Mathematically, these effects can be analyzed using the basic signal equation of MRI. *Without* field inhomogeneities, the signal `S`(`t`) of the magnetization density `ρ`(`x`,`z`) during the readout is:

`S`(

`t`) = ∫d

`x`

`z`

_{2}∫

`z`

_{1}d

`z`

`ρ`(

`x`,

`z`) exp (–i

`γxG`

_{x}t)

Frequently ignored, but here made explicit, is the integral over the slice thickness `Δz` from `z`_{1} to `z`_{2} = `z`_{1} + `Δz`. As written above, the position and thickness of the slice are defined (in the case without field inhomogeneities) by the slice-selection gradient `G`_{z} and by the frequency (`ω`_{rf}) as well as bandwidth (`Δω`_{rf}) of the excitation rf pulse:

`ω`

_{rf}– (

`Δω`

_{rf})/(2) =

`γz`

_{1}

`G`

_{z}and

`ω`

_{rf}+ (

`Δω`

_{rf})/(2) =

`γz`

_{2}

`G`

_{z}

The signal equation also shows that each position `x` is uniquely encoded by a corresponding Larmor frequency `ω`(`x`) = `γx` `G`_{x}.

*With* additional field inhomogeneities, the Larmor frequencies change proportional to `ΔB`(`x`,`z`): during excitation, the frequencies are `ω`(`x`,`z`) = `γ`(`z` `G`_{z} + `ΔB`(`x`,`z`)) and, during readout, they are `ω`(`x`,`z`) = `γ`(`x` `G`_{x} + `ΔB`(`x`,`z`)). In both cases, the field inhomogeneity can be directly transformed into spatial shifts:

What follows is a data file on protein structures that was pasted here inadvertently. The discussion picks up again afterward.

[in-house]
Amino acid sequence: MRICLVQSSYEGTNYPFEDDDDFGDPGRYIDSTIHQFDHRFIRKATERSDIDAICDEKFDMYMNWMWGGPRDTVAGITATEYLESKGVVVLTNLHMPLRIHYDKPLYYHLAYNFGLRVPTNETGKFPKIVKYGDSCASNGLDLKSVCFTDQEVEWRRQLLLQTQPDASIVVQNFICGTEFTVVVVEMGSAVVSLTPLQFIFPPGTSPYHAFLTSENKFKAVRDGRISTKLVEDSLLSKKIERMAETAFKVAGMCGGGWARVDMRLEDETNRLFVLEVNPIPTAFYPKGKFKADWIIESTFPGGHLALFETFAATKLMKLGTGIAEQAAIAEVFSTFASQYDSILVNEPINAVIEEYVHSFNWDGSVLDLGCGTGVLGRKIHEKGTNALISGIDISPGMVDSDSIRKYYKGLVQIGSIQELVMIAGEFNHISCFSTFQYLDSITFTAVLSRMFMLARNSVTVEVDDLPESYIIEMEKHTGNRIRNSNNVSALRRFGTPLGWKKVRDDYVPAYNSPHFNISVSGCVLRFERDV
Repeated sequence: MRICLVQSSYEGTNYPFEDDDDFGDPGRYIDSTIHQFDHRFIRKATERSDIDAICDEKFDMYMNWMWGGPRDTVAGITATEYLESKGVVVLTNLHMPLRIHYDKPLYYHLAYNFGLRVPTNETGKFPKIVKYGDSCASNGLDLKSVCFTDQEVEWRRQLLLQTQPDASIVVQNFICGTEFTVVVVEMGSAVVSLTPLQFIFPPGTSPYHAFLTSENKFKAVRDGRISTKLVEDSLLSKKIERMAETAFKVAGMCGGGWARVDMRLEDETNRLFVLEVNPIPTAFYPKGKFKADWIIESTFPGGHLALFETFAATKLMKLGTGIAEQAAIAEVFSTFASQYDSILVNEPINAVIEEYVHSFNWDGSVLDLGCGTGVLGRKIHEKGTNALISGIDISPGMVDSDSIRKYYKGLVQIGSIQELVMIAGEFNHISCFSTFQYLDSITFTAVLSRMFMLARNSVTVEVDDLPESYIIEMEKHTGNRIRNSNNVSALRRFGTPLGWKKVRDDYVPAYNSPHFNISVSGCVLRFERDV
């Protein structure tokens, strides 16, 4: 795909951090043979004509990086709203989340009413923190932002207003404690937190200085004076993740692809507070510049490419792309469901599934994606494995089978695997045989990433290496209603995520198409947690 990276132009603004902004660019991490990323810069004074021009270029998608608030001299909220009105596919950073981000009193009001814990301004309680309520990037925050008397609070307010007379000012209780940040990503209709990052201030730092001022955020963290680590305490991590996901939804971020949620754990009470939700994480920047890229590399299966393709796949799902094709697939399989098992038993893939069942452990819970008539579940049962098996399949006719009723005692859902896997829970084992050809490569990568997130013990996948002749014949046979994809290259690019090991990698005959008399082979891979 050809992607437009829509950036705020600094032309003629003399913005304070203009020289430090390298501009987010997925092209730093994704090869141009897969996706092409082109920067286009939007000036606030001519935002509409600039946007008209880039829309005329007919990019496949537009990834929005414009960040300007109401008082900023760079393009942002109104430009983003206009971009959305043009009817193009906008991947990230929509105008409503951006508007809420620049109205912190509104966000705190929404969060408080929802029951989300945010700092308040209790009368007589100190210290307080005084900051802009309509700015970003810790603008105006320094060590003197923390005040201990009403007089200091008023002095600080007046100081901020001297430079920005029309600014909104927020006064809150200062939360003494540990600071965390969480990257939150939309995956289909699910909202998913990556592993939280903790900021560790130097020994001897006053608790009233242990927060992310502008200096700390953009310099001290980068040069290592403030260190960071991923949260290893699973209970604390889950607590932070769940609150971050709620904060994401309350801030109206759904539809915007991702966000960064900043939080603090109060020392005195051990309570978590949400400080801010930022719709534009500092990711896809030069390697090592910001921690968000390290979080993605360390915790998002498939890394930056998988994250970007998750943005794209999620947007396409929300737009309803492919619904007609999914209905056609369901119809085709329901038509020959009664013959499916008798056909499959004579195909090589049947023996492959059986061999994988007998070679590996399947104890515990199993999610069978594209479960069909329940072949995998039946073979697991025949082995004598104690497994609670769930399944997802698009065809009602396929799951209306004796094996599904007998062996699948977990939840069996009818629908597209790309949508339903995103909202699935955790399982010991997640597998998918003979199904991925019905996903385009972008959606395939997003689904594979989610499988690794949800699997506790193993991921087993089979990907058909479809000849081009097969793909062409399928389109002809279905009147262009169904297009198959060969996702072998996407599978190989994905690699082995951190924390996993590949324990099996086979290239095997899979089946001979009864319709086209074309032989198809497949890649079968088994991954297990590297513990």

`ω`(

`z`) =

`γG`

_{z}(

`z`+ (

`ΔB`(

`x`,

`z`))/(

`G`

_{z})) =

`γ`

`G`

_{z}(

`z`+

`Δz`(

`x`,

`z`)) with

`Δz`(

`x`,

`z`) = (

`ΔB`(

`x`,

`z`))/(

`G`

_{z})

and

`ω`(

`x`) =

`γG`

_{x}(

`x`+ (

`ΔB`(

`x`,

`z`))/(

`G`

_{x})) =

`γ`

`G`

_{x}(

`x`+

`Δx`(

`x`,

`z`)) with

`Δx`(

`x`,

`z`) = (

`ΔB`(

`x`,

`z`))/(

`G`

_{x}).

In both cases, the distortions (`Δz`(`x`,`z`) and `Δx`(`x`,`z`)) decrease when stronger gradients (`G`_{z}, `G`_{x}) are used.

So, in the presence of field inhomogeneities, the signal equation must be changed accordingly by adding an `x`-dependency to the slice positions `z`_{1} and `z`_{2} (describing, e. g., the curvy slice shape shown above) as well as using the modified readout frequency:

`S`(

`t`) = ∫d

`x`

`z`

_{2}(

`x`)∫

`z`

_{1}(

`x`) d

`z`

`ρ`(

`x`,

`z`) exp (–i

`γG`

_{x}(

`x`+ (

`ΔB`(

`x`,

`z`))/(

`G`

_{x}))

`t`)

The slice positions `z`_{1,2}(`x`) – and, more generally, the position(s) `z`(`x`) corresponding to an excitation frequency `ω`_{rf} – are given by the following implicit equation (for each value of `x`):

`ω`(

`x`,

`z`(

`x`)) =

`γ`(

`z`(

`x`)

`G`

_{z}+

`ΔB`(

`x`,

`z`(

`x`))) =

`ω`

_{rf}

which can give very nonlinear solutions for `z`(`x`), since `ΔB`(`x`,`z`) can be a complicated function of `x` and `z`. The slice can even split into several components centered at different `z` positions, which means that the `z` integral is not over a single interval, but over several intervals.

The view-angle tilting sequence (shown in the following figure) adds an additional readout gradient in slice-selection direction with the same magnitude `G`_{z} as the original slice-selection gradient.

The additional gradient during readout must be included into the signal equation as additional component `γG`_{z} `z` of the Larmor frequency:

`S`(

`t`) = ∫d

`x`

`z`

_{2}(

`x`)∫

`z`

_{1}(

`x`) d

`z`

`ρ`(

`x`,

`z`) exp (–i

`γ`(

`G`

_{x}(

`x`+ (

`ΔB`(

`x`,

`z`))/(

`G`

_{x})) +

`G`

_{z}

`z`)

`t`).

For the following, a *significant approximation* is made: The complicated implicit equation for the slice position, `z`(`x`), given above is substantially simplified by replacing the `x`-dependent slice position `z`(`x`) as argument inside `ΔB`(`x`, `z`(`x`)) with the original slice position, `ẑ`: